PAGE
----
Corporate investment has a role to play in the development of smallholder agriculture, provided the benefit sharing arrangements are carefully worked out for the benefit of both parties, a subject matter that presumably will be addressed in the study on rai.
3. Constraints on smallholder investment: are all main constraints presented in the draft? Have important constraints been omitted?
Generally speaking, section 4 (A Framework for Smallholder Agriculture and Investment) contains relevant conceptual material. However, the section attempts to simultaneously cover context, constraints and potential solutions in mitigating the negative impact of the constraints on production by smallholders and improving household income. It may be advisable to keep the focus of section 4 on constraints to investment and their typology and placing context and potential solutions to other sections of the study.
Nevertheless, the good features of section 4 are:
• Underscoring the complete absence or severe limitation of legal protection for smallholders and their political and economic underweight within their respective social environments. The writings of Mr. Olivier de Schutter, the United Nations Special Rapporteur on the Right to Food, could be used to substantiate legal protection for smallholders;
• A very good assessment of the three types of risks facing smallholder agriculture and their interaction (sub-section 4.3);
• A good exposé of the policy disincentives (sub-section 4.4);
• An excellent presentation of typology of smallholder according to the interplay of 3 essential factors: assets, markets and institution, especially Box 9 on page 54.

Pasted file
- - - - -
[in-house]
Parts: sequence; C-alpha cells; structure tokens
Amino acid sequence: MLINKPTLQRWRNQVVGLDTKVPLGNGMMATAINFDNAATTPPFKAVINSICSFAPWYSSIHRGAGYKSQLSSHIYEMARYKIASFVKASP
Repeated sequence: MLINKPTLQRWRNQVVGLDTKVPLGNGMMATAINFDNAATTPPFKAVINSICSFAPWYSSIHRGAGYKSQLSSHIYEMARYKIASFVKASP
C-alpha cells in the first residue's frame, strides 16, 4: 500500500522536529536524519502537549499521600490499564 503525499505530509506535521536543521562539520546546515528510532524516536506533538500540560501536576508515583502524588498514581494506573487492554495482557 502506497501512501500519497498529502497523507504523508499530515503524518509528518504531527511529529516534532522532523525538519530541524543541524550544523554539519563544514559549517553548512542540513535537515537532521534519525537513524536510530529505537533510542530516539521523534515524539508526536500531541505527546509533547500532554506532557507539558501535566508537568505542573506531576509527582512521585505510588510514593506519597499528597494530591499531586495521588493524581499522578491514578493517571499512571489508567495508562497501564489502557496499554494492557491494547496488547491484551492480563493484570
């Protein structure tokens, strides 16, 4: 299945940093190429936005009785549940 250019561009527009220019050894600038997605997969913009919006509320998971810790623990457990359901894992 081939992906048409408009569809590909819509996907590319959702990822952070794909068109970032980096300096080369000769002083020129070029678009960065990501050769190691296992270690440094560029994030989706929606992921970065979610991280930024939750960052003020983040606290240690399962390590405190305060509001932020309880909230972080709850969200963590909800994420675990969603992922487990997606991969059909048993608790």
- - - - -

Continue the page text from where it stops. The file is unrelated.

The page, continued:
The assessment is comprehensive, issue-oriented and with focus on policy issues. I cannot think of any important thing to add.
Section 5 ( Recommendations)
Section 5 is too lengthy and the recommendations are somewhat lost within the expansive text. For example, what exactly is being recommended under 5.2.1? Is it that smallholder should have full access to all public services as listed in lines 4-9 of the first paragraph on page 58? If so, it needs to be concise and precise.
That said, the 9 recommendations (4 addressing the constraints facing smallholders, 3 focusing on specific priority domains and 2 related to implementation strategy) are undoubtedly pertinent and strategic in nature. Avoiding a plethora of recommendations is also commendable. The question is the presentation of the recommendations in short and unambiguous language. It would be very helpful if each of the 9 recommendation can be supplemented with one or two country-based experience, like Box 10 on yields, page 59, and Box 11 on Rabobank, page 51
Related links and resources:
Constraints to Smallholder Investments - A consultation by the HLPE to set the track of its study
Committe on World Food Security (CFS)
High Level Panel of Experts (HLPE)
The High Level Panel of Experts on Food Security and Nutrition (HLPE) Key Elements
The FSN Forum is supported by the project Coherent food security responses: incorporating right to food into global and regional food security initiatives.